In December, the district, facing pressure and loss of funding from the Department of Education, had allowed a transgender girl to change in a girls’ locker room, prompting legal action.
Jocelyn Floyd, an attorney from the Thomas More Society who represents the families, said the district’s policy violated “an individual’s reasonable right to privacy” and made her clients feel uncomfortable.
“When you’re talking about these private facilities for girls — for their intimate activities in a bathroom, in a shower, in a locker room, in a hotel room, in a dorm — they have the right to have their privacy respected,” Floyd said.
Floyd said much of the debate hinges on the language behind Title IX, a law which protects people from discrimination based on sex. Floyd in her lawsuit argues that the term “sex” does not include gender identity and instead should be based on “biological objective scientific fact.”
However, Ed Yohnka, director of communications and public policy at the American Civil Liberties Union, which represents “Student A,” a transgender student in District 211, said gender is a multi-dimensional decision of which sex is only a factor.
“(The plaintiffs) fail to recognize that gender identity is determined by a whole series of factors, one of which — but not exclusively — may be biology,” he said. “And the reality is that people often are not the gender that they were identified at birth.”
In May, the Obama administration sent a letter to public schools across the country mandating access to bathrooms that best align with students’ gender identity. A federal court in Texas temporarily halted the directive more than three months later.
Proponents of the directive say it represents a strong reaffirmation of civil rights, while opponents say the administration has overstepped its legal authority.
What has ensued is a series of protracted legal battles across the nation that some lawyers say can only be resolved by the Supreme Court.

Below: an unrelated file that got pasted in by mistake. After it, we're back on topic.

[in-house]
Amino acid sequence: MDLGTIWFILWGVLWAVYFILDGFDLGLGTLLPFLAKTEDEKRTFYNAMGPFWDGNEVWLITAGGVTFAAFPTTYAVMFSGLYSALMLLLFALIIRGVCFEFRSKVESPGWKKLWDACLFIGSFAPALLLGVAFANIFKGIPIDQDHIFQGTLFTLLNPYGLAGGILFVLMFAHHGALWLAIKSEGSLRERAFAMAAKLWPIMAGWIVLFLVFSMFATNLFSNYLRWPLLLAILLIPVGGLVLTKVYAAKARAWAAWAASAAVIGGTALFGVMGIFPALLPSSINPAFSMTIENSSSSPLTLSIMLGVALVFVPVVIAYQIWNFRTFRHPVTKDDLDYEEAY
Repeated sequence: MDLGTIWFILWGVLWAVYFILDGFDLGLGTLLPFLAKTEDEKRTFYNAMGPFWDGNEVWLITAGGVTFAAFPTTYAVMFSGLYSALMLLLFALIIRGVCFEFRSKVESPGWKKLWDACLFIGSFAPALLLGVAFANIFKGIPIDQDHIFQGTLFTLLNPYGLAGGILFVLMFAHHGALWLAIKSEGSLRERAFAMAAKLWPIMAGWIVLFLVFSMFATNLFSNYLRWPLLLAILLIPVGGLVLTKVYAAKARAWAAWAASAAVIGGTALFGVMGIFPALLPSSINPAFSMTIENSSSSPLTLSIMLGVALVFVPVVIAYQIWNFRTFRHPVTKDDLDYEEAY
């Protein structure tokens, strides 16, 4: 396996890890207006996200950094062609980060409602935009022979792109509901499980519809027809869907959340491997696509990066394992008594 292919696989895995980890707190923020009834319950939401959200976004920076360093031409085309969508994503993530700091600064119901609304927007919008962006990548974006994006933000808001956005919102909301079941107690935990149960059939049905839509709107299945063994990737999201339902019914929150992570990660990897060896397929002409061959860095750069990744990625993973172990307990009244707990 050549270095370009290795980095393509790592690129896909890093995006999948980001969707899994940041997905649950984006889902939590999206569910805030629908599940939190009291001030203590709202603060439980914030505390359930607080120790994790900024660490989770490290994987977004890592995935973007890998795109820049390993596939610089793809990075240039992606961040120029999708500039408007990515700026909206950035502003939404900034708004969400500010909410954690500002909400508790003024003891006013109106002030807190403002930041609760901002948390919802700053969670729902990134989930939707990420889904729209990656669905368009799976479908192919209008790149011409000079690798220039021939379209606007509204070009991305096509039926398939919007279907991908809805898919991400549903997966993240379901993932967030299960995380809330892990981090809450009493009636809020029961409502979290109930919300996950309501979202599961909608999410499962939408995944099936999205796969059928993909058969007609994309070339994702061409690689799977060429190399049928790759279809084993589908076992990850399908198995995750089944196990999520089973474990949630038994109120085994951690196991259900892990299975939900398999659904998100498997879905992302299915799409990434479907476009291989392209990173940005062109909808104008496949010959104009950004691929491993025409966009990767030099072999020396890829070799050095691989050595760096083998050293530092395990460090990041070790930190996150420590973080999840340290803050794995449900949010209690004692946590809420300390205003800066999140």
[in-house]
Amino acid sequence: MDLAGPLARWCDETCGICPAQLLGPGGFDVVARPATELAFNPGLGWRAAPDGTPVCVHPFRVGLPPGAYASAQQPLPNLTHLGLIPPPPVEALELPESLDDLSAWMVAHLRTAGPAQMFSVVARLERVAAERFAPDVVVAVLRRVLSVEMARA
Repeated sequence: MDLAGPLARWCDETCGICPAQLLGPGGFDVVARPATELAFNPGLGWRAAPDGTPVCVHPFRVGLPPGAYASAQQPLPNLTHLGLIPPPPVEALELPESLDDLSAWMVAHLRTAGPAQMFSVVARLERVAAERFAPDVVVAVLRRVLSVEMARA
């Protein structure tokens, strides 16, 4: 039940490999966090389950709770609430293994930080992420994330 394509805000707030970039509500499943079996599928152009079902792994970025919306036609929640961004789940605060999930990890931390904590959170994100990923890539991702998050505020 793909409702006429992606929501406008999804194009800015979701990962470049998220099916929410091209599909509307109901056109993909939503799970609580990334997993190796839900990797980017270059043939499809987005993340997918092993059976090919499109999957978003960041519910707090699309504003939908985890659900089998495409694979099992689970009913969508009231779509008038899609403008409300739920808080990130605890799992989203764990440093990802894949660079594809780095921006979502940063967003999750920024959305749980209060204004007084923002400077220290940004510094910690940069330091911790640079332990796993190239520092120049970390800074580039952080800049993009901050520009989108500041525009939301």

“The issue is being fought across the country of how best to protect the privacy rights of everyone involved, and we do anticipate that one of these cases very soon will end up in front of the Supreme Court,” Floyd said.
“A holding pattern”
At ETHS, officials said they could not provide a timeline for the drafted policy’s enactment, but suggested they would not act until courts clarified the law.
But lawyers on both sides of the Palatine case said it could take months, if not years, to reach a precedent-setting ruling.
Kai Joy, a recent ETHS graduate who identifies as genderqueer and uses “they/them/their” pronouns, said administrators were generally sympathetic to the issue but rarely took action.
“Evanston always tries to play that card of being this diverse, welcoming place,” Joy said. “In a lot of cases it is pretty welcoming, but at the same time that allows the administration and student body to be a bit complacent in terms of forms of oppression that do exist.”
When Joy attended ETHS from 2011 to 2015, they said a policy on transgender students always seemed “shrouded in mystery.” Joy said they never felt like the administration recognized the importance of such an issue.
“As an educational institution it’s your job to ensure that you’re providing the best environment for every student to get an education,” Joy said. “By not instituting these policies, ETHS is failing to do so.”
Students and faculty echoed Joy’s sentiments that although administrators expressed sympathy for the issue, many had brushed it aside and delayed action. At the same time, many of the same students and teachers who criticized the administration also praised Campbell for his outspoken advocacy.
Campbell said he was aware of the criticism and asked for patience as ETHS worked past its legal “holding pattern.”
“We’re kind of just waiting things out right now,” Campbell said. “But there’s been some discussion about do we really need the law to tell us what to do … We just want to make sure that we’re within the parameters with the legal climate.”
White, however, said she has waited long enough.
“Everyone’s nice, but also deceivingly difficult,” the transgender junior said. “It’s hard to take issue … when people are smiling at you and then saying you’re not allowed to have the privileges that every other student has … It’s weird for someone to be like, ‘I respect you as an individual. Also, I don’t respect your gender.’”
Correction: Due to an editing error, a previous version of this story incorrectly referred to Palatine-based Township High School District 211 as District 21. The Daily regrets the error.